Jobless Americans might be having trouble finding work, according to new unemployment data.
Figures released Thursday (Nov. 2) by the Labor Department showed that continuing jobless claims — an indicator for the number of people collecting unemployment benefits — rose to 1.82 million for the week ending Oct. 21. It was the highest level in seven months and the sixth straight week of increases.
“Overall, levels remain low, and businesses have yet to start shedding workers at a rapid pace given economic activity and demand remain strong,” Rubeela Farooqi, chief U.S. economist at High Frequency Economics, told Bloomberg News. “However, the continuing claims numbers bear watching for signs of a softening in labor demand.”
The news comes at a time when 20% of consumers who live paycheck to paycheck — a figure that makes up a bulk of the working population — blame job losses for their depleted savings.
“This trend is expected to persist and further erode consumers’ savings as job losses continue to rise across various sectors,” PYMNTS wrote recently.
For example, last week saw U.K. banking giant Barclays announce that it is trimming its U.S. consumer banking division as it looks to slash costs, leading to a 3% reduction in staff. A number of America’s other banking giants — including JPMorgan, Citi and Wells Fargo — have also cut jobs, with about 20,000 positions at risk due to the impact of high interest rates.
Tech layoffs, which last year almost doubled the figures seen in the industry during the pandemic, continue to persist. Meta, the parent company of Facebook, is planning to shrink its staffing levels again after another workforce reduction initiative at the company, which has led to the loss of about 21,000 jobs since November 2022.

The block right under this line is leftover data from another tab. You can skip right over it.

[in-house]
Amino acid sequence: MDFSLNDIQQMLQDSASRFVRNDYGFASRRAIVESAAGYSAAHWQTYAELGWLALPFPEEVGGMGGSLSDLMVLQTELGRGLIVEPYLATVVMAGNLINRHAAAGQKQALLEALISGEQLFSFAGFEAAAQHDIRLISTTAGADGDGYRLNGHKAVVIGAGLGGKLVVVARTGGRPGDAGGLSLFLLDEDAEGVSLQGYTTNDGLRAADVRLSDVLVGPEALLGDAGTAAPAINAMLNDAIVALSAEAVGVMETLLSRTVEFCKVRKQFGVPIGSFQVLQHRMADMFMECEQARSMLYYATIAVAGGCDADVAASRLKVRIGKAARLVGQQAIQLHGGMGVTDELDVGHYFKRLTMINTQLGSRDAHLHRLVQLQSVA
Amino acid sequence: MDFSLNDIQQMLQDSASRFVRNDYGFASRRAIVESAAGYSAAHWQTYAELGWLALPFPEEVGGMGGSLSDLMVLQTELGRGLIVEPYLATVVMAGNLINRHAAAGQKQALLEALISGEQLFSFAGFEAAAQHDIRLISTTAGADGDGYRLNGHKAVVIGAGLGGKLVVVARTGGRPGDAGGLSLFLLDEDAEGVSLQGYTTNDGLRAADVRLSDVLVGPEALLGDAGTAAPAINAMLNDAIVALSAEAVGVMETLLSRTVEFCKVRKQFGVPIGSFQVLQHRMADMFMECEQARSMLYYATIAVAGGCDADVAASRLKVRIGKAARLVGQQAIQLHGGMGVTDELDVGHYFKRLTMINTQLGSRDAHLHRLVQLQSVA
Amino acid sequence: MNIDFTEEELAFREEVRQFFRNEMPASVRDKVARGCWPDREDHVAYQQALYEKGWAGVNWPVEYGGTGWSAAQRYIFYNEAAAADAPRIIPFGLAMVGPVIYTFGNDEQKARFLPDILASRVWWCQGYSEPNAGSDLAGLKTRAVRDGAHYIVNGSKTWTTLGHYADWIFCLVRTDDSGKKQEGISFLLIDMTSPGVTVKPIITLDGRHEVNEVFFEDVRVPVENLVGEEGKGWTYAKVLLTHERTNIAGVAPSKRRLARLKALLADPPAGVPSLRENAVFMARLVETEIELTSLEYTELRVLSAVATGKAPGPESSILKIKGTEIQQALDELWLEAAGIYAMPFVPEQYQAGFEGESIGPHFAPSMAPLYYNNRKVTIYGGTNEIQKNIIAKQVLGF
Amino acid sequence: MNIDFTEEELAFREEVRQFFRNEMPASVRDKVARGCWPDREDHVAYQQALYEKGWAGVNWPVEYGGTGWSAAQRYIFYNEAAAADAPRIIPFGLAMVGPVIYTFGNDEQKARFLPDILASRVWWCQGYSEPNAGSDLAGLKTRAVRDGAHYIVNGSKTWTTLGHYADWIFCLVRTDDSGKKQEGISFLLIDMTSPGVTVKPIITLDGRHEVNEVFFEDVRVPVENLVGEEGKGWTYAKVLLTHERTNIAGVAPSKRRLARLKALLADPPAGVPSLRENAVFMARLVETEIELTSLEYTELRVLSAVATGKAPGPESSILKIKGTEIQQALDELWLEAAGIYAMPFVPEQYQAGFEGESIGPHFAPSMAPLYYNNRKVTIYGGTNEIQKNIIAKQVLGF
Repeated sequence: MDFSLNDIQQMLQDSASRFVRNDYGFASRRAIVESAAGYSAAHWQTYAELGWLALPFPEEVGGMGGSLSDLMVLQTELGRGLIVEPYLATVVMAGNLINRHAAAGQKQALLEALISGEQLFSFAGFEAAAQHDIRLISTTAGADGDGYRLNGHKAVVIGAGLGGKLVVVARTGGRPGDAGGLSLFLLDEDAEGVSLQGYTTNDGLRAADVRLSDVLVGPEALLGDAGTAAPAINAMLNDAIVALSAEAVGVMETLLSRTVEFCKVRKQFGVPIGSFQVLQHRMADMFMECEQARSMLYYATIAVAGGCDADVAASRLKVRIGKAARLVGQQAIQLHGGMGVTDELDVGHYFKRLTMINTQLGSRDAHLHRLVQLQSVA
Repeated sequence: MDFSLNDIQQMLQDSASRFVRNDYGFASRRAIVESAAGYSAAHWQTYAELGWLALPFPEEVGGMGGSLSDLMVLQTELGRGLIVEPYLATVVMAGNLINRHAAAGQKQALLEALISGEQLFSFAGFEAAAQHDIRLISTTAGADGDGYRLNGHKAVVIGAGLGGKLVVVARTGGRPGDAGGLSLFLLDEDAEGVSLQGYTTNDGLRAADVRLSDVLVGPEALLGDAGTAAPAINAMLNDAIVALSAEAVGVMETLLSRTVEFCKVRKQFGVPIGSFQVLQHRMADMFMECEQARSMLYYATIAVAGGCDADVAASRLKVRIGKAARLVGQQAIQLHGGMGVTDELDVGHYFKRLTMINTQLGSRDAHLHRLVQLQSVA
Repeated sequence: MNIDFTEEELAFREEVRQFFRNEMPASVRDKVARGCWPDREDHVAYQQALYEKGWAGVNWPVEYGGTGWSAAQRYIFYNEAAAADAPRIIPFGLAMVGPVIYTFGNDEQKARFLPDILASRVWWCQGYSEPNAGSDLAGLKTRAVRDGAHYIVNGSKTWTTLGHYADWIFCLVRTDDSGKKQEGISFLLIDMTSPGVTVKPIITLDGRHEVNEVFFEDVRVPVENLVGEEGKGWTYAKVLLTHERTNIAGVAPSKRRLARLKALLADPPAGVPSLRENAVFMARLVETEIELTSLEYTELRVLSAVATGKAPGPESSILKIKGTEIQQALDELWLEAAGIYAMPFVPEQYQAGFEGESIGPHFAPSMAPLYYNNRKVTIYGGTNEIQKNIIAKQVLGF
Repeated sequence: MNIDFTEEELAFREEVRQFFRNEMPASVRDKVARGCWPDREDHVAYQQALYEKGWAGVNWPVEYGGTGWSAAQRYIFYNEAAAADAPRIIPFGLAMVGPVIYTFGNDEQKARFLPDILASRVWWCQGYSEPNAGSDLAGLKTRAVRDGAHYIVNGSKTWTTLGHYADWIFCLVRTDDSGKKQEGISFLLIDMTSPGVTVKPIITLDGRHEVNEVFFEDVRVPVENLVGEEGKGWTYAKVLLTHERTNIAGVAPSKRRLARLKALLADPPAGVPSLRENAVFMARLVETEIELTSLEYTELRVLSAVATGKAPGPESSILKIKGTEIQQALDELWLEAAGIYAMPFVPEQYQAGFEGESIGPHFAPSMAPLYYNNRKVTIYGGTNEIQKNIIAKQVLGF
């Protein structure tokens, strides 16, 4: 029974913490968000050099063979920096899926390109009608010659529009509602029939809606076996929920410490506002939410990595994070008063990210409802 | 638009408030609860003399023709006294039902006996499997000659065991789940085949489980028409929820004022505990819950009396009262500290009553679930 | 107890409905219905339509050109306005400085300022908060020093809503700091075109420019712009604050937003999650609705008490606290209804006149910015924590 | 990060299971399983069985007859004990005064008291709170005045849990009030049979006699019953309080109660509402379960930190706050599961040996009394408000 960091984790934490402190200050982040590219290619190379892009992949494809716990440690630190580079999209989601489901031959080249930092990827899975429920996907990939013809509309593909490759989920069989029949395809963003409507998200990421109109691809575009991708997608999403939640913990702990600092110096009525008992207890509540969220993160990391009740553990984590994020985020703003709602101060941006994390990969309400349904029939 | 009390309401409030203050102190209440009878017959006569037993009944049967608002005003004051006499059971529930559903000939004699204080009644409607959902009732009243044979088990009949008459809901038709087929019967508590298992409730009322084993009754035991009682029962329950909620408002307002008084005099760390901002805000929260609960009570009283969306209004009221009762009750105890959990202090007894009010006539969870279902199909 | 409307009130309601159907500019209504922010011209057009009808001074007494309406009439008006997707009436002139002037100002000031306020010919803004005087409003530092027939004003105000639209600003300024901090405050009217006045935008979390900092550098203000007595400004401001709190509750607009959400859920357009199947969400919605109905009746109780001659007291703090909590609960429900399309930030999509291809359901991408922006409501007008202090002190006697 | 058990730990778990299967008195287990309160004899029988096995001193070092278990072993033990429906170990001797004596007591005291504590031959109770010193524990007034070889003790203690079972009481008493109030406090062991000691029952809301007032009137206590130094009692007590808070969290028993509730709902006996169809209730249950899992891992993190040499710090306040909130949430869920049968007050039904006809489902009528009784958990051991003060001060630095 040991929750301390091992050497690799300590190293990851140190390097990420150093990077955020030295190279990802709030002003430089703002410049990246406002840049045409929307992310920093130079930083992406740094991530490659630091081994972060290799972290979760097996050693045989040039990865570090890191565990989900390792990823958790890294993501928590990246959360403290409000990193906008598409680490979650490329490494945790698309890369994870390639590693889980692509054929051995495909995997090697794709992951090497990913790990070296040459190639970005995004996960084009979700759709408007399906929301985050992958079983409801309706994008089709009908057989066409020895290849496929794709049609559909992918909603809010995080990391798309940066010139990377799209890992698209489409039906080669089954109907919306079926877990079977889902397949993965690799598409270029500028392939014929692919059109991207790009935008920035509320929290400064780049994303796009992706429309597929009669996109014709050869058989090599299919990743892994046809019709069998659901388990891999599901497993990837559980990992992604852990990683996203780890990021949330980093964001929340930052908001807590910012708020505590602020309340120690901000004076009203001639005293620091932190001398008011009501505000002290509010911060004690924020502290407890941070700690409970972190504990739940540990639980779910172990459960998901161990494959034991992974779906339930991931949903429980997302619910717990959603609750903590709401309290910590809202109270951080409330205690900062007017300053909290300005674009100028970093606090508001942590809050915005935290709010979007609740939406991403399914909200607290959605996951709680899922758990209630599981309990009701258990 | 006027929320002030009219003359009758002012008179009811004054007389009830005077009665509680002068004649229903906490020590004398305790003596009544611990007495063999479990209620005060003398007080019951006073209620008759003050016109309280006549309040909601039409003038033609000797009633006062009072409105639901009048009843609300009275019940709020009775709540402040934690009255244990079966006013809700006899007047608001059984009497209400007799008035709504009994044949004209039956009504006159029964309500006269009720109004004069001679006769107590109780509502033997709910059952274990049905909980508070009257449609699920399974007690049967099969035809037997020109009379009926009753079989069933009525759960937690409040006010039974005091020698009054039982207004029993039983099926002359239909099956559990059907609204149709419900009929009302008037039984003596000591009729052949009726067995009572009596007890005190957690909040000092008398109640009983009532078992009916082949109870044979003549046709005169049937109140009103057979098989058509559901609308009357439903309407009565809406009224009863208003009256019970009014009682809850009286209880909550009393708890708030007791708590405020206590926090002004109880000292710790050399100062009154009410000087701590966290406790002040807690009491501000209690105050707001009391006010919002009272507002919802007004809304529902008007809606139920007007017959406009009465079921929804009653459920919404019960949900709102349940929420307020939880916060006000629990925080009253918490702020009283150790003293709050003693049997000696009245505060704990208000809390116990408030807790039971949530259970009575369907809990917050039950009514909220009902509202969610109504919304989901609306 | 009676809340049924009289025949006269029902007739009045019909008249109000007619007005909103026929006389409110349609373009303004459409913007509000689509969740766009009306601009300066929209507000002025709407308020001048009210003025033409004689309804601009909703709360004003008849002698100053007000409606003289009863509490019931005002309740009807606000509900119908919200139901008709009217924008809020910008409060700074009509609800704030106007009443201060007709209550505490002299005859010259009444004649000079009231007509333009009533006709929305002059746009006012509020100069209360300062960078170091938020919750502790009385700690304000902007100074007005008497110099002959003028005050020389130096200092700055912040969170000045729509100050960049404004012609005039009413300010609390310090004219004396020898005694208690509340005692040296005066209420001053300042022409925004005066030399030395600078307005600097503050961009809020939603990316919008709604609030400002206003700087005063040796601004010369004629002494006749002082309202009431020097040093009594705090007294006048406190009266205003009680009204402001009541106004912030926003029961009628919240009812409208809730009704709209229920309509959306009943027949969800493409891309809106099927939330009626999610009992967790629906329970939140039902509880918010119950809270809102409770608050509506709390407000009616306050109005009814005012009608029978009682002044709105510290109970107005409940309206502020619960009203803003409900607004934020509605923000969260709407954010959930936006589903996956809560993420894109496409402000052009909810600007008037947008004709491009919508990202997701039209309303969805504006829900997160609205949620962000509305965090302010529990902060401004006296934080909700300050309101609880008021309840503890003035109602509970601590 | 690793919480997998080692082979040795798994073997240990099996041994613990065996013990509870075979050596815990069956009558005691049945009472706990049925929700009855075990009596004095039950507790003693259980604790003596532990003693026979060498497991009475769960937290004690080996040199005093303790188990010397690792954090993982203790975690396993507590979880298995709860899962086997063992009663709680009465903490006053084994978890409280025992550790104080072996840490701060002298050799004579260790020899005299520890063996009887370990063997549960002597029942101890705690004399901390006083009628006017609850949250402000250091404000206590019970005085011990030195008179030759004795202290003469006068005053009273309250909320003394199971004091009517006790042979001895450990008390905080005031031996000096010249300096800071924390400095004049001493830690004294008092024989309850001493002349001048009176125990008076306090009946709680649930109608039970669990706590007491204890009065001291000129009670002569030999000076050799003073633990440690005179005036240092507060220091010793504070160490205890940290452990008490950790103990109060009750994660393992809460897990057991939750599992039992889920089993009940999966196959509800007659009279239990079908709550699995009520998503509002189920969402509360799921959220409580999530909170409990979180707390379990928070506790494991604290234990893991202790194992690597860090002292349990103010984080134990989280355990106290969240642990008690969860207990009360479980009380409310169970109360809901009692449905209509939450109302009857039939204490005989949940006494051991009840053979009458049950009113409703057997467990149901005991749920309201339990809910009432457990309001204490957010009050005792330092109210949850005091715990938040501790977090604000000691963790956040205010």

Nokia also recently revealed plans to let go of up to 14,000 employees, after a nearly 70% reduction in quarter profits. In addition, major tech firms such Robinhood, Qualcomm and LinkedIn have announced similar job cuts.
Against this backdrop, consumers are struggling to save, PYMNTS Intelligence found, despite efforts across all income brackets to manage their finances.
“On average, consumers deplete 67% of their available savings, with such depletions occurring, once every four years on average,” PYMNTS wrote recently. “For those living paycheck to paycheck, this recurrence is even more pronounced, occurring as frequently as once every 2.5 years.”